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the Pepys and Druce collections not previously reprinted (pp. 143, 145). The existence of so many ballads of this kind—and there are many more of them in the Pepysian collection, besides others in Lord Crawford's possession—proves beyond a doubt the growth of popular interest in the navy. Another proof- is furnished by the fact ihat contemporary dramatists represented sailors in their plays with increasing frequency. Shakespeare was one of the first to do this. Everyone will remember the shipwreck scene with which The Tempest opens, and the song of Stephano :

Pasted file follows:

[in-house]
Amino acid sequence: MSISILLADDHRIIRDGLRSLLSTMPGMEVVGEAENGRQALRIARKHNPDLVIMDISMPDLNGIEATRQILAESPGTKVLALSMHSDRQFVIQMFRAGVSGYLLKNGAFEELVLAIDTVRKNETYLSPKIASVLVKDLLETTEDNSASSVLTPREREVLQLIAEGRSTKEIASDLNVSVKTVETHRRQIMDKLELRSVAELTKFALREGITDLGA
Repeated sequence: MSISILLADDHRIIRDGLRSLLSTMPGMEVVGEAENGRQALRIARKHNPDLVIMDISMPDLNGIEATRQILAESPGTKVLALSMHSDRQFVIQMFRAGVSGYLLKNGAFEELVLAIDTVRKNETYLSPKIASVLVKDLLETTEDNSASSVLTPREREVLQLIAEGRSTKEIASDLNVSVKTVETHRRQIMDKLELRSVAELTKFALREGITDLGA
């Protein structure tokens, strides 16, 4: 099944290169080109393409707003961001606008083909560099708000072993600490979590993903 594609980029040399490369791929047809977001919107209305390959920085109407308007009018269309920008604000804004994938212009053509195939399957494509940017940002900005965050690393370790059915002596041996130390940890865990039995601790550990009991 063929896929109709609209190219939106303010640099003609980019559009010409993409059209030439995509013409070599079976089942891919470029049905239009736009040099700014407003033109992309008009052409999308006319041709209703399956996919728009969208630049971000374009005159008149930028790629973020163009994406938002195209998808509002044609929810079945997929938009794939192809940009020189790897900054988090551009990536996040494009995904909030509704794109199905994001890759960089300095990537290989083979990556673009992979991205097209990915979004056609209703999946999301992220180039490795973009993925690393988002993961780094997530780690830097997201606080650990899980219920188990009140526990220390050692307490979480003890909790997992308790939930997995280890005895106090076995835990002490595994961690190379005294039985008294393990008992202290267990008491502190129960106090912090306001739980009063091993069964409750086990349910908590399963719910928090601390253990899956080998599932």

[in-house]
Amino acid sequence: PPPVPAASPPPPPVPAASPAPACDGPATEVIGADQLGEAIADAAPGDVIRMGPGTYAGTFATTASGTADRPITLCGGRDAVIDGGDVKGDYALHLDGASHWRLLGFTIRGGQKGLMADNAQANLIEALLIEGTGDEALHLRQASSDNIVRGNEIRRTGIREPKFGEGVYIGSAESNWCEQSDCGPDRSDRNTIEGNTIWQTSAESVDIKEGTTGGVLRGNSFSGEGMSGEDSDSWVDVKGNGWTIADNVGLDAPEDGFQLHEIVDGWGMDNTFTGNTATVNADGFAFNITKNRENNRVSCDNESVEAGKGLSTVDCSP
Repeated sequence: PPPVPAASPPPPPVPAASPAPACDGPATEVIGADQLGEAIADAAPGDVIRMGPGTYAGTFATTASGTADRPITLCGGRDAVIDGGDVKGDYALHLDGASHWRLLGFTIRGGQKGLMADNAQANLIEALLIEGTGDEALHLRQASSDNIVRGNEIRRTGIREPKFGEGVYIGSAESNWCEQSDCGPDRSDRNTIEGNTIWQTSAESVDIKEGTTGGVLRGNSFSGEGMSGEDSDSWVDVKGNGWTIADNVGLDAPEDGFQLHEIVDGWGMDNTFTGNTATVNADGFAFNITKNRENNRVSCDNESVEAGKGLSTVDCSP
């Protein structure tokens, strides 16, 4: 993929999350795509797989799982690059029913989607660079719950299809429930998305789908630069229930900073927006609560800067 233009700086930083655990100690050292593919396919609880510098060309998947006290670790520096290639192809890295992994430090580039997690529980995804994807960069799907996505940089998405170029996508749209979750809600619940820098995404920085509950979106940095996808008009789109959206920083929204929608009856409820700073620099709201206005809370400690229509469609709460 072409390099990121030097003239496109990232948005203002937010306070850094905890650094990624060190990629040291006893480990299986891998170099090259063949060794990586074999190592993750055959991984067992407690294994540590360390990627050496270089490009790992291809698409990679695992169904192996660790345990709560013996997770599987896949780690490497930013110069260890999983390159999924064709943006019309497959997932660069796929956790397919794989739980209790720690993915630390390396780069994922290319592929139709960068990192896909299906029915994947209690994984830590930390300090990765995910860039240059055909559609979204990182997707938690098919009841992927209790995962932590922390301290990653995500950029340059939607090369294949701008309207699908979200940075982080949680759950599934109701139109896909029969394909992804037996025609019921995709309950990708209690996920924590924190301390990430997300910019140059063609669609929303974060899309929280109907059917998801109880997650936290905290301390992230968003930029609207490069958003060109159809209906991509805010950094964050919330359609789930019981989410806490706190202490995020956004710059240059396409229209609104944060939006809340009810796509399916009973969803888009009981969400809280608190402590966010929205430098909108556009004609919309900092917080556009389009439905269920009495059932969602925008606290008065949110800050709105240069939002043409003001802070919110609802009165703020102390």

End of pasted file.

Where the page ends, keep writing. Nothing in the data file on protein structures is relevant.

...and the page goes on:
' The master, the swabber, the boatswain and I,
the gunner and his mate, Loved Moll, Meg, Marian, and Marjory, 1 but none of us cared for Kate,'
with its philosophical conclusion, ' To sea, boys, and let her go hang.' In Davenant's Siege of Rhodes, performed in 1656, sailors are introduced whose sentiments would do credit to Dibdin's heroes. ' What,' says one of them,
will not the valiant English do When Beauty is distressed and virtue too ?'
In Charles the Second's time Wycherley in 1677 brought upon the stage, in The Plain Dealer, Manley, a gentleman ' of an honest, surly, nice humour, supposed first in the time of the Dutch war to have procured the command of a ship, out of honour, not of interest, and choosing a sea life only to avoid the world.' There is also Freeman, Manley's lieutenant, ' a gentleman well educated, but of a broken fortune.' The first scene introduces some of Manley's crew, who speak of him affectionately as ' our bully tar,' and tell how he sank his ship that the Dutch might not have her